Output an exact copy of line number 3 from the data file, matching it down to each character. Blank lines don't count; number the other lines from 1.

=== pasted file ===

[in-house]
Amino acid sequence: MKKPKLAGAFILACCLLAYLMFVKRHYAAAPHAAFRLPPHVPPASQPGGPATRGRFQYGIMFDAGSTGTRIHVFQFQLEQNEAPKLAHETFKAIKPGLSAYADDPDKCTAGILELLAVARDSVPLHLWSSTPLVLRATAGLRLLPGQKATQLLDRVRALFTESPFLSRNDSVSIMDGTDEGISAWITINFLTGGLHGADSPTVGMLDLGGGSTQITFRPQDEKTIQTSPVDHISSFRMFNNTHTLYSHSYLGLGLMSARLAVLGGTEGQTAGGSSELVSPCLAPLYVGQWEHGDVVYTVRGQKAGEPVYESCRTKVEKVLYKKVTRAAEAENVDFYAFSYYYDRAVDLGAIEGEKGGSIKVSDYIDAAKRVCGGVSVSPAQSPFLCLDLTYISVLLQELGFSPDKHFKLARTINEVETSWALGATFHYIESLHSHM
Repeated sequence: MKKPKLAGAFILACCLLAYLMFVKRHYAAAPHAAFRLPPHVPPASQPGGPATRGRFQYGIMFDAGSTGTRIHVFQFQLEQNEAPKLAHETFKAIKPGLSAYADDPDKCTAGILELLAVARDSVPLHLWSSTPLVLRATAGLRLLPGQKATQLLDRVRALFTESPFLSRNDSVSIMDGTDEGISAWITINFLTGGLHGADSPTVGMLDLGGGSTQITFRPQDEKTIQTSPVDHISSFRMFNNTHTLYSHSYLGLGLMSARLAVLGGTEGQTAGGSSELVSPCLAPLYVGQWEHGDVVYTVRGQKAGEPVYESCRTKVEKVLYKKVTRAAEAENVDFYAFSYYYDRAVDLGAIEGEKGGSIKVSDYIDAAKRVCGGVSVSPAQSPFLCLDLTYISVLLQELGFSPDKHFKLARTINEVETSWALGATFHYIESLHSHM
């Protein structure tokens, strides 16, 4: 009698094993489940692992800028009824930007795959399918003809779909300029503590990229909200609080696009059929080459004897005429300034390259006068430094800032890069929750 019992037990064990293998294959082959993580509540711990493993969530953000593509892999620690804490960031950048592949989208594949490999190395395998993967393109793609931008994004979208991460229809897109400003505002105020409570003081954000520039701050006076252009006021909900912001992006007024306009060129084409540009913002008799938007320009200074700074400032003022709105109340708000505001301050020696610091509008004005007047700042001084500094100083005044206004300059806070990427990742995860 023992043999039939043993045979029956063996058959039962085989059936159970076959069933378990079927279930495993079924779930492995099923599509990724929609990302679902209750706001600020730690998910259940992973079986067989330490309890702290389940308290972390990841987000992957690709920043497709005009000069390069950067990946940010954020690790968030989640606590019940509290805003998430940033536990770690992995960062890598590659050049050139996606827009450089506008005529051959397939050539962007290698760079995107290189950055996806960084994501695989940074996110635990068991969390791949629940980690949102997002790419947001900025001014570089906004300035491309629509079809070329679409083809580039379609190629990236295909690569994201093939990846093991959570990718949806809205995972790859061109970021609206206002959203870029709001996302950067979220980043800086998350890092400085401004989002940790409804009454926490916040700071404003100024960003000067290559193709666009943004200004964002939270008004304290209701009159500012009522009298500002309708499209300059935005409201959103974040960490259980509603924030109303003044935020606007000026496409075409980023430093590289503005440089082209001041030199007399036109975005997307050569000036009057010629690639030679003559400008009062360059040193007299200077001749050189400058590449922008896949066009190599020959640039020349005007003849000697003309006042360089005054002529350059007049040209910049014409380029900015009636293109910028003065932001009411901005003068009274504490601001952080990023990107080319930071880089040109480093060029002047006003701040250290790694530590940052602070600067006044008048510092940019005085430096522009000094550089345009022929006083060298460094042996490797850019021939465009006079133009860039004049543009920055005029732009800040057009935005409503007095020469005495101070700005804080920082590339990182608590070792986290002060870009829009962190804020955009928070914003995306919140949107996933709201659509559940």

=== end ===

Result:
Repeated sequence: MKKPKLAGAFILACCLLAYLMFVKRHYAAAPHAAFRLPPHVPPASQPGGPATRGRFQYGIMFDAGSTGTRIHVFQFQLEQNEAPKLAHETFKAIKPGLSAYADDPDKCTAGILELLAVARDSVPLHLWSSTPLVLRATAGLRLLPGQKATQLLDRVRALFTESPFLSRNDSVSIMDGTDEGISAWITINFLTGGLHGADSPTVGMLDLGGGSTQITFRPQDEKTIQTSPVDHISSFRMFNNTHTLYSHSYLGLGLMSARLAVLGGTEGQTAGGSSELVSPCLAPLYVGQWEHGDVVYTVRGQKAGEPVYESCRTKVEKVLYKKVTRAAEAENVDFYAFSYYYDRAVDLGAIEGEKGGSIKVSDYIDAAKRVCGGVSVSPAQSPFLCLDLTYISVLLQELGFSPDKHFKLARTINEVETSWALGATFHYIESLHSHM